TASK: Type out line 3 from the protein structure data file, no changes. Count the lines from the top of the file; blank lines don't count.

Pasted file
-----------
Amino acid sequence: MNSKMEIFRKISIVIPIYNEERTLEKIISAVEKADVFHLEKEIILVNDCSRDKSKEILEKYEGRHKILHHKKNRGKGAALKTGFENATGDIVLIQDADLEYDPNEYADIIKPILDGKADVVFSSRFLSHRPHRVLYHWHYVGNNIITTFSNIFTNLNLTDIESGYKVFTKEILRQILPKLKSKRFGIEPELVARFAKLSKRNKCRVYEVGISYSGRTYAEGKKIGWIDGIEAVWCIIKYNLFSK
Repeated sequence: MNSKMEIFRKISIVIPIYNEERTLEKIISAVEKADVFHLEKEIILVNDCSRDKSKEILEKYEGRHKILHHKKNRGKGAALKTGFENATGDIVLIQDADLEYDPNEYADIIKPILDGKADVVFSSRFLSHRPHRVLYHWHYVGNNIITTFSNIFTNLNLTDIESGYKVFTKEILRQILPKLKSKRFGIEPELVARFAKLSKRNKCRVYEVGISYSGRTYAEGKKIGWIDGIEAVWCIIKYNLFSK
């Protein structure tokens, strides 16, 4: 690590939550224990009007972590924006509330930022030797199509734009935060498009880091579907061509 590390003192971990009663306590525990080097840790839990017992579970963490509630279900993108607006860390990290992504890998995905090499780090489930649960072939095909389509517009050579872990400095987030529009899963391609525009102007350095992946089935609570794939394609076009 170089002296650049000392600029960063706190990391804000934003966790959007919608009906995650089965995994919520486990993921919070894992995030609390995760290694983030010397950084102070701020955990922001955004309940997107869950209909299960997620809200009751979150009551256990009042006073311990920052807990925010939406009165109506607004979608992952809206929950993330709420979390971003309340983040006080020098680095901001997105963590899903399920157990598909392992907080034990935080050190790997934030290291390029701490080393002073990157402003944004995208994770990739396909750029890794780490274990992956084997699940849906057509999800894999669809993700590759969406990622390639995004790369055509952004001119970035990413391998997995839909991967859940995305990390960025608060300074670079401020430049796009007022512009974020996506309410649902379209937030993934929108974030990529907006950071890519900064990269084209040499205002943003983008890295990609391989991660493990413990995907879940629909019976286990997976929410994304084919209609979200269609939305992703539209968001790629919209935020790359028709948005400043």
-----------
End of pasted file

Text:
């Protein structure tokens, strides 16, 4: 690590939550224990009007972590924006509330930022030797199509734009935060498009880091579907061509 590390003192971990009663306590525990080097840790839990017992579970963490509630279900993108607006860390990290992504890998995905090499780090489930649960072939095909389509517009050579872990400095987030529009899963391609525009102007350095992946089935609570794939394609076009 170089002296650049000392600029960063706190990391804000934003966790959007919608009906995650089965995994919520486990993921919070894992995030609390995760290694983030010397950084102070701020955990922001955004309940997107869950209909299960997620809200009751979150009551256990009042006073311990920052807990925010939406009165109506607004979608992952809206929950993330709420979390971003309340983040006080020098680095901001997105963590899903399920157990598909392992907080034990935080050190790997934030290291390029701490080393002073990157402003944004995208994770990739396909750029890794780490274990992956084997699940849906057509999800894999669809993700590759969406990622390639995004790369055509952004001119970035990413391998997995839909991967859940995305990390960025608060300074670079401020430049796009007022512009974020996506309410649902379209937030993934929108974030990529907006950071890519900064990269084209040499205002943003983008890295990609391989991660493990413990995907879940629909019976286990997976929410994304084919209609979200269609939305992703539209968001790629919209935020790359028709948005400043």